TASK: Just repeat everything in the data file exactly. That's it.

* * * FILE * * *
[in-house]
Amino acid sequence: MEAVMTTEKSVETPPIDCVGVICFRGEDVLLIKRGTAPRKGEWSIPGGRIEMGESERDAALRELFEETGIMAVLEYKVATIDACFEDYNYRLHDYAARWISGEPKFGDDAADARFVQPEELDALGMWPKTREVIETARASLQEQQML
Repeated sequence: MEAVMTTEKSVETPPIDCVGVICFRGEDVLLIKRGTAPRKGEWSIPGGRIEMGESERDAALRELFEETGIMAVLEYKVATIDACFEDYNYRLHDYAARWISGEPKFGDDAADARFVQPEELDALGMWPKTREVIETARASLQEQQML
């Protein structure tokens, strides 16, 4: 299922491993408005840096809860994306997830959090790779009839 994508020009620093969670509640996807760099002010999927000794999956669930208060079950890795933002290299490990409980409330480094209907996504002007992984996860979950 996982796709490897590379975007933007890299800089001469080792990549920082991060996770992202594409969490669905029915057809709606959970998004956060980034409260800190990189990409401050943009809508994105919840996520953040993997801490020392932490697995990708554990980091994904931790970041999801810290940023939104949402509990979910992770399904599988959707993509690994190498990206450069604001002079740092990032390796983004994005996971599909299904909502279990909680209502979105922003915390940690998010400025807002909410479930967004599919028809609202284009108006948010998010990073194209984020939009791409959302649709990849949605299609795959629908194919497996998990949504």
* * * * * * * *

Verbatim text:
[in-house]
Amino acid sequence: MEAVMTTEKSVETPPIDCVGVICFRGEDVLLIKRGTAPRKGEWSIPGGRIEMGESERDAALRELFEETGIMAVLEYKVATIDACFEDYNYRLHDYAARWISGEPKFGDDAADARFVQPEELDALGMWPKTREVIETARASLQEQQML
Repeated sequence: MEAVMTTEKSVETPPIDCVGVICFRGEDVLLIKRGTAPRKGEWSIPGGRIEMGESERDAALRELFEETGIMAVLEYKVATIDACFEDYNYRLHDYAARWISGEPKFGDDAADARFVQPEELDALGMWPKTREVIETARASLQEQQML
């Protein structure tokens, strides 16, 4: 299922491993408005840096809860994306997830959090790779009839 994508020009620093969670509640996807760099002010999927000794999956669930208060079950890795933002290299490990409980409330480094209907996504002007992984996860979950 996982796709490897590379975007933007890299800089001469080792990549920082991060996770992202594409969490669905029915057809709606959970998004956060980034409260800190990189990409401050943009809508994105919840996520953040993997801490020392932490697995990708554990980091994904931790970041999801810290940023939104949402509990979910992770399904599988959707993509690994190498990206450069604001002079740092990032390796983004994005996971599909299904909502279990909680209502979105922003915390940690998010400025807002909410479930967004599919028809609202284009108006948010998010990073194209984020939009791409959302649709990849949605299609795959629908194919497996998990949504």